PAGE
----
Abstract: Some online reviewers experience a product once and subsequently write a review (i.e., new rater). Others have multiple experiences with the same product (e.g., revisiting restaurants) and provide a new, updated rating for each experience (i.e., returning rater). This manuscript explores how viewing a new rating from a returning or new rater affects consumers’ product perceptions across seven preregistered studies (N = 8,671). It establishes the returning rater penalty: when a returning rater adds a new, lower rating (e.g., 4 stars) after initially giving a high rating (e.g., 5 stars), consumers judge the product less favorably compared to if a new rater adds the lower rating. This is because consumers are more likely to infer that the quality of the product has changed if the new, lower rating is given by a returning (versus new) rater. Finally, four boundaries of the returning rater penalty are identified: 1) when the new rating indicates an improvement (vs. decline) in quality, 2) when inferences about quality change are controlled for via detailed written reviews, 3) when the new and initial ratings are the same, and 4) when both the new and initial ratings are categorically low (e.g., 1 or 2 stars).

My work exploring interventions to help consumers achieve their goals

Mehr, Katie S., Amanda E. Geiser, Katherine L. Milkman, and Angela L. Duckworth (2020), “Copy

Paste Prompts: A New Nudge to Promote Goal Achievement,” Journal of the Association for Consumer Research, 5(3), 329-334. (Click here for a copy of this paper)

Abstract: Consumers often struggle to achieve self-set, life-improving goals. We introduce a novel, psychologically wise nudge - the copy-paste prompt - that encourages consumers to seek out and mimic a goal-achievement strategy used by an acquaintance. In a large (N = 1,028) preregistered, longitudinal study, participants randomly assigned to receive a copy-paste prompt spent more time exercising the following week than participants assigned to either a quasi-yoked or simple control condition. The benefits of copy-paste prompts are mediated by the usefulness of the adopted exercise strategy, commitment to using it, effort put into finding it, and the frequency of social interaction with people who exercise regularly. These findings suggest that further research on the potential of this virtually costless nudge is warranted.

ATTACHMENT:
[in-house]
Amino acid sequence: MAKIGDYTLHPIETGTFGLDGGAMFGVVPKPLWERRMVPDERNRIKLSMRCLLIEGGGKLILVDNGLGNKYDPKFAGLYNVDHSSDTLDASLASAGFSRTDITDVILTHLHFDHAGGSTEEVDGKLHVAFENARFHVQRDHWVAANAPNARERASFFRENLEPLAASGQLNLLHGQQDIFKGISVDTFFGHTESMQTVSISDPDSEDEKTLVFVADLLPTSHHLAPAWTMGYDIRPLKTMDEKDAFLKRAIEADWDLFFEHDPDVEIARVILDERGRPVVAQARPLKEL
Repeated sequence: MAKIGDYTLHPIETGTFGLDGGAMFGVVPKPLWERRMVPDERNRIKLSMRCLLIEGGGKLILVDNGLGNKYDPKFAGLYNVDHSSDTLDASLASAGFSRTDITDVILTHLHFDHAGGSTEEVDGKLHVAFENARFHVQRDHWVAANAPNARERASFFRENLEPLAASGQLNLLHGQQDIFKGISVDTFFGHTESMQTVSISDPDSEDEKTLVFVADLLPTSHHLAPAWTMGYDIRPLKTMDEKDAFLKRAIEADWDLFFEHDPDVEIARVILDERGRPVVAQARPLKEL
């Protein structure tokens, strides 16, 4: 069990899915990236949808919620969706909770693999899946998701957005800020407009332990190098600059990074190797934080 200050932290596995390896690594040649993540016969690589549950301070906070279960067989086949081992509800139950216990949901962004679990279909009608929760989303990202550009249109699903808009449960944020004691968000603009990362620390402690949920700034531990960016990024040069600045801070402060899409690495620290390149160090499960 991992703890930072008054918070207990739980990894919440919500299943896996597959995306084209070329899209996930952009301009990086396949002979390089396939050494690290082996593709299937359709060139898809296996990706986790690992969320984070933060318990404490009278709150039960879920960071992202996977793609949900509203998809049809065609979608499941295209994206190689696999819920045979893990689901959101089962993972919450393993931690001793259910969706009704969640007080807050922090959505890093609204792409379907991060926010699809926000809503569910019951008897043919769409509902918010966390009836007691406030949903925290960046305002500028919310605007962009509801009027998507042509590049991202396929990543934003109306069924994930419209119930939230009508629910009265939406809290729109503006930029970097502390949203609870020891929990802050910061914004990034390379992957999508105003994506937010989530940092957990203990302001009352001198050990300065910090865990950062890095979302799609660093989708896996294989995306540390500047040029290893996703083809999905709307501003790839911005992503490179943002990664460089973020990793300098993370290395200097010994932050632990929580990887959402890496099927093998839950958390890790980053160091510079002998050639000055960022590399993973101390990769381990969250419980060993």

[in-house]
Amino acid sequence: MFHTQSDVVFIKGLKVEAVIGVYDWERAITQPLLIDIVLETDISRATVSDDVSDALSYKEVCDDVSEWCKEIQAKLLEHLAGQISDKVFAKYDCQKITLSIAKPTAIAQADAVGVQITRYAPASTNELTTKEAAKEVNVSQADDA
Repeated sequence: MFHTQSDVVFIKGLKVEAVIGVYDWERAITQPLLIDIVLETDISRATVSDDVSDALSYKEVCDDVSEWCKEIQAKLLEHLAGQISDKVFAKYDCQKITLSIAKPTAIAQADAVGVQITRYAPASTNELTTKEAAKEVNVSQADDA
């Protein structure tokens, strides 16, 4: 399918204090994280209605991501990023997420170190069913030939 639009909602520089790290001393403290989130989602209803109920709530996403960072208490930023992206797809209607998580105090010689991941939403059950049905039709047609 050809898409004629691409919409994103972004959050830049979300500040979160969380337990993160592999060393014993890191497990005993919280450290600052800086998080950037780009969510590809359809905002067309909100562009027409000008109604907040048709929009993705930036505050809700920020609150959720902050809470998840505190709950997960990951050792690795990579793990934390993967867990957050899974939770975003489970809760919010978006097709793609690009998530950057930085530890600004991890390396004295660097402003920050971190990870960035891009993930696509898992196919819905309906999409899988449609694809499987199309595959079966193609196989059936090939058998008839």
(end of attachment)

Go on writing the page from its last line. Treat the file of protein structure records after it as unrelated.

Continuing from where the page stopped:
Mehr, Katie S., Jackie Silverman, Marissa A. Sharif, Alixandra Barasch, and Katherine L. Milkman,

“The Motivating Power of Streaks: Increasing Persistence Is As Easy As 1, 2, 3,” revising for fourth-round review at Organizational Behavior and Human Decision Processes.

Abstract: Financial incentives are one of the most frequently used and effective tools for motivating employee persistence. We build on a growing literature showing that the efficacy of incentive schemes can be enhanced when insights from behavioral science are incorporated into their design. Specifically, we introduce and test the value of a psychologically-motivated incentive scheme: “streak incentives,” or rewards that offer people increasing payouts for completing multiple consecutive desired activities. We theorize that such incentives motivate persistence by increasing commitment to a goal of maximizing rewards. Across six pre-registered studies, we show that, contrary to standard economic models suggesting that people will opt into more task completion the larger the associated rewards, people actually opt into more work when compensated with streak incentives than when rewarded with larger, stable incentives. This effect is not driven by the increasing nature of streak incentives; rather, people’s goal commitment and motivation are boosted by the requirement that they complete work tasks consecutively to earn escalating payments. Taken together, our results suggest that designing incentives to encourage streaks of work is a low-cost way to increase goal commitment and therefore persistence in organizations and other contexts.